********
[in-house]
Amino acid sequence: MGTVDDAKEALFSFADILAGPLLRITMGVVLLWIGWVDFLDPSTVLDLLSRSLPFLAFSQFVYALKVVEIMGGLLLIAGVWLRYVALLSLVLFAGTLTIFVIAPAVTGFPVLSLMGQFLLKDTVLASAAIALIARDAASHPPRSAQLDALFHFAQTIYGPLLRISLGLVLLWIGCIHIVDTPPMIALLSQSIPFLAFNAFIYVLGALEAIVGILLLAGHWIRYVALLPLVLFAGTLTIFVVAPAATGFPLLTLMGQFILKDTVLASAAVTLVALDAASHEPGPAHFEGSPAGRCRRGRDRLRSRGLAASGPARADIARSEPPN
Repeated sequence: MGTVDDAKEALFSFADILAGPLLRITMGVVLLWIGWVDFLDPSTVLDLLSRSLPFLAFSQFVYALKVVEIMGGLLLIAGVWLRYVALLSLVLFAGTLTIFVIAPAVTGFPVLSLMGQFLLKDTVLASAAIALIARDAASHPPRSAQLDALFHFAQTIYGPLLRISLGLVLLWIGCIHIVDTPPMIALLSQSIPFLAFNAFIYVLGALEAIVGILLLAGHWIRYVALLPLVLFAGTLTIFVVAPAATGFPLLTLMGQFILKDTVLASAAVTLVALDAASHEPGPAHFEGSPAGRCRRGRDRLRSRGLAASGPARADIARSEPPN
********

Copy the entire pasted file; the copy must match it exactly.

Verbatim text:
[in-house]
Amino acid sequence: MGTVDDAKEALFSFADILAGPLLRITMGVVLLWIGWVDFLDPSTVLDLLSRSLPFLAFSQFVYALKVVEIMGGLLLIAGVWLRYVALLSLVLFAGTLTIFVIAPAVTGFPVLSLMGQFLLKDTVLASAAIALIARDAASHPPRSAQLDALFHFAQTIYGPLLRISLGLVLLWIGCIHIVDTPPMIALLSQSIPFLAFNAFIYVLGALEAIVGILLLAGHWIRYVALLPLVLFAGTLTIFVVAPAATGFPLLTLMGQFILKDTVLASAAVTLVALDAASHEPGPAHFEGSPAGRCRRGRDRLRSRGLAASGPARADIARSEPPN
Repeated sequence: MGTVDDAKEALFSFADILAGPLLRITMGVVLLWIGWVDFLDPSTVLDLLSRSLPFLAFSQFVYALKVVEIMGGLLLIAGVWLRYVALLSLVLFAGTLTIFVIAPAVTGFPVLSLMGQFLLKDTVLASAAIALIARDAASHPPRSAQLDALFHFAQTIYGPLLRISLGLVLLWIGCIHIVDTPPMIALLSQSIPFLAFNAFIYVLGALEAIVGILLLAGHWIRYVALLPLVLFAGTLTIFVVAPAATGFPLLTLMGQFILKDTVLASAAVTLVALDAASHEPGPAHFEGSPAGRCRRGRDRLRSRGLAASGPARADIARSEPPN